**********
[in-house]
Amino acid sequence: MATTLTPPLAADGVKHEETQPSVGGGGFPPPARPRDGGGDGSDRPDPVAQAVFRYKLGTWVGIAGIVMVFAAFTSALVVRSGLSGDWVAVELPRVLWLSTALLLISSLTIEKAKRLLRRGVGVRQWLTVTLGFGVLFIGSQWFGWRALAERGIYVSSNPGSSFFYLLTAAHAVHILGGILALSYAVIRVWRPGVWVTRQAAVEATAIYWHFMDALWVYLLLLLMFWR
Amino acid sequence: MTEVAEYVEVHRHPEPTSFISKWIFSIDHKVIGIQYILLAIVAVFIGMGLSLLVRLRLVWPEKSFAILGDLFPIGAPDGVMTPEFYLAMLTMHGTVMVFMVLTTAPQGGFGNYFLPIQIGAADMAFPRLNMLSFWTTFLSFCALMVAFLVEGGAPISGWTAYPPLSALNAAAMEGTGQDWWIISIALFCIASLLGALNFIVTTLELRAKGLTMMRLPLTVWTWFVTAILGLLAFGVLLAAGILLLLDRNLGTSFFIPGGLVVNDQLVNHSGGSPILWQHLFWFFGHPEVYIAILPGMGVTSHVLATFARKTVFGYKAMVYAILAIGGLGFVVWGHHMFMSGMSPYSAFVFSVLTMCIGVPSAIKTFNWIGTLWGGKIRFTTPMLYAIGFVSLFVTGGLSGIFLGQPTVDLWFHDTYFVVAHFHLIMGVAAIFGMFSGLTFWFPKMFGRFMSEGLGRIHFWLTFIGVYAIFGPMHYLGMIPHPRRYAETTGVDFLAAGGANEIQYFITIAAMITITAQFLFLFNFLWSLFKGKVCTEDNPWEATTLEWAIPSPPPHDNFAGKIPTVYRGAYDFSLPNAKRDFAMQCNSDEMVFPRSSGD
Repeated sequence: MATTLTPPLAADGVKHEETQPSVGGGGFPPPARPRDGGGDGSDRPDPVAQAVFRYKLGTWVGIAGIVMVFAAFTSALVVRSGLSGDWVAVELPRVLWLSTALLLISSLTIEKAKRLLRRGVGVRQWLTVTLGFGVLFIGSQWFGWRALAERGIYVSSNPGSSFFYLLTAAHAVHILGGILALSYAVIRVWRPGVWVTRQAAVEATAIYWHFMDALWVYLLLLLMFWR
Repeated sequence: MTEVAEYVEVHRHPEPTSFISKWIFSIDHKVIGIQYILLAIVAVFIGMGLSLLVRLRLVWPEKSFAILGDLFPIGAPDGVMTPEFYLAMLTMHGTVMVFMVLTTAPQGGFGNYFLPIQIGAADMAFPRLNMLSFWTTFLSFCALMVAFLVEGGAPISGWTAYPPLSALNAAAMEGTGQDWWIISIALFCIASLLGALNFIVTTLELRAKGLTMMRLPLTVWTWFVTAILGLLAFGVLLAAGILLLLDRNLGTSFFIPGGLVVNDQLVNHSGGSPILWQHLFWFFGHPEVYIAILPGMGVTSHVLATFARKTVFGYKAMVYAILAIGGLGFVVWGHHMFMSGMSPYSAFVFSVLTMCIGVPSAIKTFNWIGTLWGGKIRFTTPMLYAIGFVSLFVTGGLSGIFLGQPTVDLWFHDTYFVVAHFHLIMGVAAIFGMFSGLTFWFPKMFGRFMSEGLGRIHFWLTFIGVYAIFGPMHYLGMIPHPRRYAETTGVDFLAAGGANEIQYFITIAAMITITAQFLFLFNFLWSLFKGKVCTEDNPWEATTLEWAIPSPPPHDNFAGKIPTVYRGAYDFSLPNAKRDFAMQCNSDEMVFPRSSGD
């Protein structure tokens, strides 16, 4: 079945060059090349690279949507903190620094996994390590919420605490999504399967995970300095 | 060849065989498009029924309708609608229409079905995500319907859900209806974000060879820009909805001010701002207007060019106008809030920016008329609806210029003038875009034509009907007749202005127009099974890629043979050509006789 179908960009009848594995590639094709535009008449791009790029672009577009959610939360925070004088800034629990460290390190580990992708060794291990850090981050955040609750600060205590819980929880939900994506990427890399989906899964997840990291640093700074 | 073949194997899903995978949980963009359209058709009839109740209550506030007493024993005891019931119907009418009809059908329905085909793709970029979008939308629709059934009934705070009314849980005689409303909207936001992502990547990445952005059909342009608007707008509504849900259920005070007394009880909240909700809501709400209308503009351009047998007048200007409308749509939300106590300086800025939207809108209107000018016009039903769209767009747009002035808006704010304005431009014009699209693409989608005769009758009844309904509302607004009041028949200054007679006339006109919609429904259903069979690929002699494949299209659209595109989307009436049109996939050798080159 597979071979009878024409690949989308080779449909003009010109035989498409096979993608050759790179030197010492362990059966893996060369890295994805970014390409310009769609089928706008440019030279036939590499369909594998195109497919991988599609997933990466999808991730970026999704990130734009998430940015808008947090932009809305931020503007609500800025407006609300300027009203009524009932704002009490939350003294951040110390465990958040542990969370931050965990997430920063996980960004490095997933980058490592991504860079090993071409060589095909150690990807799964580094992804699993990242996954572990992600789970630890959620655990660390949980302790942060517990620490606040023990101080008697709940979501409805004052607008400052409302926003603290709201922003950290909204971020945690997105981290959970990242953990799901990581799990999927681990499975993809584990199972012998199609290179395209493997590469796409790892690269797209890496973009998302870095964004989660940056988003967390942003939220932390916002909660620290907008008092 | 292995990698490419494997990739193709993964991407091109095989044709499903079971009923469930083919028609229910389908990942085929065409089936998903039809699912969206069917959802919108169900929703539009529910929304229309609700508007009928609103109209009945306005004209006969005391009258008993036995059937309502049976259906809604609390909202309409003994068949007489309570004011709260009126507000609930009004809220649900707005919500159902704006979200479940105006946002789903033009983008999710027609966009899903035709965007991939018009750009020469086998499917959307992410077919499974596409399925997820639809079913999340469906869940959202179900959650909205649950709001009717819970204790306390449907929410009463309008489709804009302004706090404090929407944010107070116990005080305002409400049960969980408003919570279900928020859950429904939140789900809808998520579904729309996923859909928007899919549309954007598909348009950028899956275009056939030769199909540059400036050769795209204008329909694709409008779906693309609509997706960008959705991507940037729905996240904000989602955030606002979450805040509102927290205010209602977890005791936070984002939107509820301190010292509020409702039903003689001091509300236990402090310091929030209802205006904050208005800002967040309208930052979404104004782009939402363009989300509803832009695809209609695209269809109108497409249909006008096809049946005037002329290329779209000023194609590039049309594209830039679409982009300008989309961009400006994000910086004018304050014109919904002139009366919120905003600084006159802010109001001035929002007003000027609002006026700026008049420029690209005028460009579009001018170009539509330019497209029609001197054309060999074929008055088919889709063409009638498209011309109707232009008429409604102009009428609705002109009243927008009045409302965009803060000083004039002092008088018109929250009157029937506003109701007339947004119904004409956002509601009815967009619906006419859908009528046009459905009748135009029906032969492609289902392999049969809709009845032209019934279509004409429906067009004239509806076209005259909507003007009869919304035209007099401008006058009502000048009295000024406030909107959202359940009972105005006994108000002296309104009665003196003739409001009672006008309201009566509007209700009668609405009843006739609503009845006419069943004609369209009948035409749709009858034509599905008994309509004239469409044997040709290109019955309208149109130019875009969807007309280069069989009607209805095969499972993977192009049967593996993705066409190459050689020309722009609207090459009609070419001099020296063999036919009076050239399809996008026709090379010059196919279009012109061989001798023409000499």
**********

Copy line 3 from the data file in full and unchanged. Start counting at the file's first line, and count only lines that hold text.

Amino acid sequence: MTEVAEYVEVHRHPEPTSFISKWIFSIDHKVIGIQYILLAIVAVFIGMGLSLLVRLRLVWPEKSFAILGDLFPIGAPDGVMTPEFYLAMLTMHGTVMVFMVLTTAPQGGFGNYFLPIQIGAADMAFPRLNMLSFWTTFLSFCALMVAFLVEGGAPISGWTAYPPLSALNAAAMEGTGQDWWIISIALFCIASLLGALNFIVTTLELRAKGLTMMRLPLTVWTWFVTAILGLLAFGVLLAAGILLLLDRNLGTSFFIPGGLVVNDQLVNHSGGSPILWQHLFWFFGHPEVYIAILPGMGVTSHVLATFARKTVFGYKAMVYAILAIGGLGFVVWGHHMFMSGMSPYSAFVFSVLTMCIGVPSAIKTFNWIGTLWGGKIRFTTPMLYAIGFVSLFVTGGLSGIFLGQPTVDLWFHDTYFVVAHFHLIMGVAAIFGMFSGLTFWFPKMFGRFMSEGLGRIHFWLTFIGVYAIFGPMHYLGMIPHPRRYAETTGVDFLAAGGANEIQYFITIAAMITITAQFLFLFNFLWSLFKGKVCTEDNPWEATTLEWAIPSPPPHDNFAGKIPTVYRGAYDFSLPNAKRDFAMQCNSDEMVFPRSSGD